Jeanie McKewan, who has been growing flowers for 13 years in the US states of Illinois and Wisconsin, points to insect damage as a big challenge, saying there’s a “zero tolerance” policy: “It is through constant vigilance and the use of integrated pest management that we keep the little buggers from getting the best of our crops,” she says.Then the flowers have to bloom on schedule. In the case of Mother’s Day tulips planted in January or February, they have to bloom by early May in time to be picked and shipped.Labour costs are already high – according to the 2012 US Agricultural Census, contract and hired labour accounted for 10% of total agricultural operating expenses in the US, but that number soared to 40% for greenhouse, nursery and floriculture production because of a tighter farm labour market and rising wages. Then you add extra costs for peaks.McKewan hires extra hands during peak periods but says cutting flowers “requires experience and cannot be done by just any part-time employee”. Chris Drummond, a Philadelphia-based florist, says wages average around $13.25 (£10.16) per hour in the US. “In order to ramp up production to meet holiday demand, growers are required to pay far above that average,” he says.In developed countries like the Netherlands or Germany, Stewart says that there are greenhouses with automated technology like sophisticated watering machines or robot transplanters and harvesters, where fewer workers are needed. But in poorer nations with cheaper labour, there’s less use of technology. Then it’s time for shipping. While flowers are waiting on the runway or in the back of a lorry, temperatures can’t be too cold (for Valentine’s Day) or too hot (for Mother’s Day). When they arrive at the wholesaler, they must look perfect. That means no bug bites, no missing petals, no dead buds. Otherwise, they get thrown away. “It has to be flawless,” Stewart says.Complicated logisticsChris Drummond, the florist, estimates that the holiday volume “is usually nearly 20 times the everyday volume”. He says many farmers nurture flowers all year long to ensure enough blooms for the handful of holidays. During the other months on the farm, he says, flowers are sold at cost, below cost or discarded and turned into mulch.“So, of course farm price increases as demand increases,” he says. “Consumers are paying a premium to make sure that grower is compensated for their expense and effort to maintain the plants year-round, thus ensuring the wide variety of flowers is available at each holiday.”He highlights costs across the supply chain, saying industry participants must “rent temporary space, pay fuel surcharges, find space on airlines, hire independent drivers, find more refrigerated trucks, pay overtime to staff” and more. Roses flown from Bogota to Miami are hit with a 15-cent (£0.12) importer’s fee to clear customs and inspection. Domestic refrigerated shipping can vary, but that’s another eight cents (£0.06) per rose.It also depends on what kind of flower you’re shipping – Drummond says 300 carnations can fit into the same box as 150 roses, so the transport price per stem is halved. Transit time from field to florist can be up to a week (though it can wildly vary depending on where the flowers are coming from), and the blooms must be carefully handled every step of the way.Hans Larsen is a cut flower grower in the US s... http://www.bbc.com/capital/story/20190507-why-are-flowers-so-expensive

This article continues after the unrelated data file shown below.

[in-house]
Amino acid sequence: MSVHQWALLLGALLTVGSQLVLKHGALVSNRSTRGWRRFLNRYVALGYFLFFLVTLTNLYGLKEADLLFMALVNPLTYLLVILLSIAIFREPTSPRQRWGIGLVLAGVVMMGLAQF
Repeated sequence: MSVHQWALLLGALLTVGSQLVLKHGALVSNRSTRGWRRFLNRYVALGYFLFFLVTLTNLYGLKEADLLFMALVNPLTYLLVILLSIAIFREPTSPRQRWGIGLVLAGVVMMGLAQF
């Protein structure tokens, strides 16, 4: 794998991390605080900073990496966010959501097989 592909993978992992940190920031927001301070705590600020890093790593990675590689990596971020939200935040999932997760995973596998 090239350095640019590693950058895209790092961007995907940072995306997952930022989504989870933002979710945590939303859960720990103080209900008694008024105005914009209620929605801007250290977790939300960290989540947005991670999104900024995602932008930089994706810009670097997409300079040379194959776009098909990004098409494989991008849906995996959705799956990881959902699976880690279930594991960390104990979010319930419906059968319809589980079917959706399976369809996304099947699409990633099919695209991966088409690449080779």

Brighton florist achieves title of certified designer - AdVantageNEWS.comThursday, May 02, 2019